The "load average" on a *nix machine is the "average length of the run queue", or in other words, the average number of processes that are doing something (or waiting to do something). While the concept is simple enough to understand, troubleshooting the problem can be less straight-forward.
Here's the statistics on a server I worked on today that made me wonder the best way to fix this sort of thing. Here's the statistics:
I eventually "fixed" the problem by restarting MySQLd... which doesn't make a lot of sense, because according to mysql's "show processlist" command, the server was theoretically idle.
What other tools/metrics should I have used to help diagnose this issue and possibly determine what was causing the server load to run so high?
It sounds like your server is IO bound - hence the processes sat in
iostat to see what the load is on your disks.
If MySQL is causing lots of disk seeks then consider putting your MySQL data on a completely separate physical disk. If it's still slow and it's part of a master-slave setup, put the replication logs onto a separate disk too.
Note that a separate partition or logical disk isn't enough - head seek times are generally the limiting factor, not data transfer rates.
You didn't run out of space, did you? You mention no hardware problems, lots of free ram, etc. Either no more free space (perhaps in /var?) or your mysql db is mounted on a remote drive and there are network issues.
In situations like this I like to have Munin, or similar, monitor the server in question. That way you get a history, presented in graph form, which might very well give good hints in what area the load originally started to manifest itself.Also, a default install of Munin comes with a good set of preperd tests.
Having a load average of 25 and only 2-3 Processes which are requesting CPU sound a bit weird. A load of 25 means there are constantly 25 Processes in your system wich are in Running (R) or Uninteruptable (D) state. Some comment notices that threads which are not shown in ps aux are counted like an active process in the run queue. You can see Thread with ps axms. It depends on the System used how they are counted exactly in the load.
But what is really important to know. The load has absolutely nothing to do with CPU utilization. If each of this processes only uses 1% CPU and then blocks you have an average load of 25 also.
So my guess is that at the time your load pushes up to 25 you have too many processes that needs io and don´t get it. So they block and are waiting for input or write access. They all land in the actual run queue and your load pushes that high.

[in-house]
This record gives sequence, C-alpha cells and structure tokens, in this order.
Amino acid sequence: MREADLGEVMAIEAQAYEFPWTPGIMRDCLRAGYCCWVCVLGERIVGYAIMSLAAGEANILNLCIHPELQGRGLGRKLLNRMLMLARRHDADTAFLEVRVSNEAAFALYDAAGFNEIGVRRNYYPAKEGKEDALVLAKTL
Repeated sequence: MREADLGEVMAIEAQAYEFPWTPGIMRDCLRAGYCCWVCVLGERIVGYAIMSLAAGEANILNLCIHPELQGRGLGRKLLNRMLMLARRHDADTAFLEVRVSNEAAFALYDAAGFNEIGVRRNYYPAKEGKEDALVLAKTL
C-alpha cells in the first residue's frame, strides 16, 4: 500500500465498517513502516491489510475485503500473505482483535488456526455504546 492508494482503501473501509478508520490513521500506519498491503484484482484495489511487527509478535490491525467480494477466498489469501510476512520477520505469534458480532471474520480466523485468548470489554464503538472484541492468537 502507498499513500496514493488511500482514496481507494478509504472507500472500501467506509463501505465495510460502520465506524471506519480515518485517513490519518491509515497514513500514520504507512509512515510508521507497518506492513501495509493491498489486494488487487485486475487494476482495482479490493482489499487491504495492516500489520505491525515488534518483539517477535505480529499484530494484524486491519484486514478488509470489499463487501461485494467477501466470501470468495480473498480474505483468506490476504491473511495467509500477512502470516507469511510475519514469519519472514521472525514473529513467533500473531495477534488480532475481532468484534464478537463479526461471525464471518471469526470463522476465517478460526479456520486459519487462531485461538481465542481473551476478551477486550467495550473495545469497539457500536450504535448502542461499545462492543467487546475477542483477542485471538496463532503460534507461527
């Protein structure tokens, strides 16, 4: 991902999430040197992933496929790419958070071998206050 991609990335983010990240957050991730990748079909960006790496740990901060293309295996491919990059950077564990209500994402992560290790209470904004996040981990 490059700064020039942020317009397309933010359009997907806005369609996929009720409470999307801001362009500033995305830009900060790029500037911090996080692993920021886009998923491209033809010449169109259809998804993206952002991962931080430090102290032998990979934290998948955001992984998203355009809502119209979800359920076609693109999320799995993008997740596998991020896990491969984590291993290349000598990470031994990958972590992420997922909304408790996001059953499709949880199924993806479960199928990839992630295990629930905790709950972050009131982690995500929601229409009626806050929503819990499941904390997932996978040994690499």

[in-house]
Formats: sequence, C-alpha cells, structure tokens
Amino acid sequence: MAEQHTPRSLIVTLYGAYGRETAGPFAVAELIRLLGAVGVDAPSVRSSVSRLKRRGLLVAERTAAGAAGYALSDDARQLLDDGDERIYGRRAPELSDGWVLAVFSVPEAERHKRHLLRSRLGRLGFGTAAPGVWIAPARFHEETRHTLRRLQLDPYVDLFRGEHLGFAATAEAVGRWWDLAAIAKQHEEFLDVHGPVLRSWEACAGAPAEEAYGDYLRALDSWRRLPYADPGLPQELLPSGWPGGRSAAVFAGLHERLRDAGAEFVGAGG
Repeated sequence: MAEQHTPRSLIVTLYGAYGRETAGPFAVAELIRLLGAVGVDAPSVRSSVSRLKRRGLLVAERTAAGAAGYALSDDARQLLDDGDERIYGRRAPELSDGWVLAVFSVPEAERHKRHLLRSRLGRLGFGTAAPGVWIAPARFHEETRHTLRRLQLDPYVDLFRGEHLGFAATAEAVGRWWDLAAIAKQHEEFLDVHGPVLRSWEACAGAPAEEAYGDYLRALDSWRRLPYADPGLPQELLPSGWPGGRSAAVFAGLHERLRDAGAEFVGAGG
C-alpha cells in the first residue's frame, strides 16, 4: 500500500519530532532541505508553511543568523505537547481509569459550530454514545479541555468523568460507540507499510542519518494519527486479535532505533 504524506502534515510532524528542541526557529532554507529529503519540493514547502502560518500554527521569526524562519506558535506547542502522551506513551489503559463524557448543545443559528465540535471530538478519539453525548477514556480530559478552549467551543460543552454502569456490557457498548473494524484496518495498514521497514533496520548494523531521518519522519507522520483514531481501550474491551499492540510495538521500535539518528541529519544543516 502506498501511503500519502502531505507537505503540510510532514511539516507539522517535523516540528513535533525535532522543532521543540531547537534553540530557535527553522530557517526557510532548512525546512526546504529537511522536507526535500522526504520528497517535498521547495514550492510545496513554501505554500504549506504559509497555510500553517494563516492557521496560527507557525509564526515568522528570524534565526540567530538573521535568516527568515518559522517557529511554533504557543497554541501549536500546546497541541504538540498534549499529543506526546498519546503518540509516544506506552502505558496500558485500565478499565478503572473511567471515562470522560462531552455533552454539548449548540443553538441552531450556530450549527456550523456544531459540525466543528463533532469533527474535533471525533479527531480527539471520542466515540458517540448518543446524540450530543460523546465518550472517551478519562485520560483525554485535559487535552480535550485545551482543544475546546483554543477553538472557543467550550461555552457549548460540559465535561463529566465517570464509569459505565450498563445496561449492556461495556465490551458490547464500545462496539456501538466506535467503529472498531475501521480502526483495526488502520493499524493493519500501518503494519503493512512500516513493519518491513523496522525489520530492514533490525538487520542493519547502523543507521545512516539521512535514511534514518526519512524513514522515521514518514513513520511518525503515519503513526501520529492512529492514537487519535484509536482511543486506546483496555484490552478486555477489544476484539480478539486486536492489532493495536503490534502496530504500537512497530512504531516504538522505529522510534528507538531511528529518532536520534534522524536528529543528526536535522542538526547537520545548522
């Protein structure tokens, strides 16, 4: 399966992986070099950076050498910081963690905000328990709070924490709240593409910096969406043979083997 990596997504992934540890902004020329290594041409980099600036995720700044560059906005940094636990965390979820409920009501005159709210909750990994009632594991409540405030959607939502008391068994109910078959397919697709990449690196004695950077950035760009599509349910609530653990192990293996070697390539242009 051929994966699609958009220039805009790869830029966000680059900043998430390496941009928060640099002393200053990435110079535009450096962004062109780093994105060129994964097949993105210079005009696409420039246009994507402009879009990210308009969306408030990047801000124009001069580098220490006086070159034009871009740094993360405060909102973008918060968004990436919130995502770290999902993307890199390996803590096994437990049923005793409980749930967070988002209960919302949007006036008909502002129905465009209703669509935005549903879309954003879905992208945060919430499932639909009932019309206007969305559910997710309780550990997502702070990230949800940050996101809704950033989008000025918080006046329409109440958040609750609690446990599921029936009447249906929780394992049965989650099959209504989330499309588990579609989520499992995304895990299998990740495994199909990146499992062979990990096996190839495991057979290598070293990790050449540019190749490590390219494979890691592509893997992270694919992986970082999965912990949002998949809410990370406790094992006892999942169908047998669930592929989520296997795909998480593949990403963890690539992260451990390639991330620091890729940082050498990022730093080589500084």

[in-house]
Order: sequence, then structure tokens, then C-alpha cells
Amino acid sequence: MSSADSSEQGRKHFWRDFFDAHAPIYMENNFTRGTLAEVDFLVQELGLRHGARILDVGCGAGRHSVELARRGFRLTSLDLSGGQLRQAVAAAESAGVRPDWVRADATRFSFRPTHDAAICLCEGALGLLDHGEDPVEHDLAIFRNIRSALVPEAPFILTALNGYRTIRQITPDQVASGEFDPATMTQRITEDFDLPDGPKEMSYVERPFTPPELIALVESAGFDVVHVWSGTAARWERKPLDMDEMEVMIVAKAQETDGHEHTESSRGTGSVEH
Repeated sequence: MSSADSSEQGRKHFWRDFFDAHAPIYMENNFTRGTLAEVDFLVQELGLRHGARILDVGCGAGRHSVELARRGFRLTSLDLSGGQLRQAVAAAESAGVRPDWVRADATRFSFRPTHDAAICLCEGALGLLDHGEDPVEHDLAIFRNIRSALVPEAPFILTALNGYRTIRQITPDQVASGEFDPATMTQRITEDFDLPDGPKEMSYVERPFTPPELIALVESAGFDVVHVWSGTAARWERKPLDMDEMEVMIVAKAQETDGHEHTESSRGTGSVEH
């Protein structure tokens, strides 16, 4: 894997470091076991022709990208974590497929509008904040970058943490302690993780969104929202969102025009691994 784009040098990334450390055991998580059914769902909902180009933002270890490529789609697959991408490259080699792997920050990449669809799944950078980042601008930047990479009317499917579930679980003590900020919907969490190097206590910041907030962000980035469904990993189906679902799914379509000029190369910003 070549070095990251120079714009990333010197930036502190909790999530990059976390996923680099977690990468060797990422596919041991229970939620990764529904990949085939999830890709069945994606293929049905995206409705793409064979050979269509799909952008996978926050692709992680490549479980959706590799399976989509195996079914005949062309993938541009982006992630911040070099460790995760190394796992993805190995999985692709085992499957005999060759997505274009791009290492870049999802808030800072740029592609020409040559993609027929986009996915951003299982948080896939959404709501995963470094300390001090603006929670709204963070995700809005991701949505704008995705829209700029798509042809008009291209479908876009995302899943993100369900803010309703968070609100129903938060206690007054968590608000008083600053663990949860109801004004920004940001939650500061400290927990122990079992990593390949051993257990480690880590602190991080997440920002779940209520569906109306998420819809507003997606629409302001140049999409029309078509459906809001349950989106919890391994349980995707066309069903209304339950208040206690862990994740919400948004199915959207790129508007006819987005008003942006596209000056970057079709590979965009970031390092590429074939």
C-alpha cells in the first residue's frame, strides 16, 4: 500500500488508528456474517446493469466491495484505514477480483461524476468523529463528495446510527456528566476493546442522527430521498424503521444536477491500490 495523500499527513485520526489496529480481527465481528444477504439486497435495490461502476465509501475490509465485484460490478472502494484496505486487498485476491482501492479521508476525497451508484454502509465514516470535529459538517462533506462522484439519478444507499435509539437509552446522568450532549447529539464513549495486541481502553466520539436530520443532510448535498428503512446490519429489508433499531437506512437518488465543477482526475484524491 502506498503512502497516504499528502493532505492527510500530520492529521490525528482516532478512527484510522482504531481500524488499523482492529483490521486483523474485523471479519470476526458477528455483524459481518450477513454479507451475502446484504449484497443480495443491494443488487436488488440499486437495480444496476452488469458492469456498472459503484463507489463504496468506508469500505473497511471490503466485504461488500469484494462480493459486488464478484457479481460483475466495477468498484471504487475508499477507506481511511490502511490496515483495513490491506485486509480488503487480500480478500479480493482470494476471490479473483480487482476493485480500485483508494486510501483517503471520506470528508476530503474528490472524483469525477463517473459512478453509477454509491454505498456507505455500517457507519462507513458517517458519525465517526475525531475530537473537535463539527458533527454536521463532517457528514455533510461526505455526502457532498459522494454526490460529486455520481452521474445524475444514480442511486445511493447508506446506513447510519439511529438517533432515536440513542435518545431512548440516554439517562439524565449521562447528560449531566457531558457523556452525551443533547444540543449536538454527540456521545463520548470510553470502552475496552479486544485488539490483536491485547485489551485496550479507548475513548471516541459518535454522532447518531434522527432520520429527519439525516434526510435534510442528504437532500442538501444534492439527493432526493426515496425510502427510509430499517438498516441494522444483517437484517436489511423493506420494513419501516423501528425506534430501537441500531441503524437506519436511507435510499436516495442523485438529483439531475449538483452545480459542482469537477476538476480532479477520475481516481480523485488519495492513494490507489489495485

If you only have 2-3 processes active watch out for threads. Your System can only reach a load average of 25 if processes and/or threads are in the sum 25 at a given time period.
If this is constantly you have a problem. If this is only one or two times each day, watch out for IO expensive cronjobs and modify the time they are executed.
Also another problem can be a script or programm wich starts 25 threads or processes at a given time and these processes or threads are blocking each other. I guess you CPU utilization at the given time is very high also and the system doesn´t satisfy all the requests wich are requested at this time.
If you hav a kernel > 2.6.20 I suggest iotop over vmstat. iotop shows you the cureent IO of the system in a realtime top like view. Maybe this will help you.
Another great tool to show CPU Usage and processes is htop. It shows you CPU utilisation of each cpu as a little graph, all three loads + graphical bar of mem and swap space currently used.
Coming back to this 6 years later, I realized that no answer here is all that useful. Here's by far and away the simplest way to see what's contributing to your load average on Linux:
# View processes and threads affecting load average ps auxH | grep -v " S"
The reason why you can get a load average of 25 with only 3 running processes is because each thread individually counts toward load average. The
H option to
ps displays threads as if they were processes.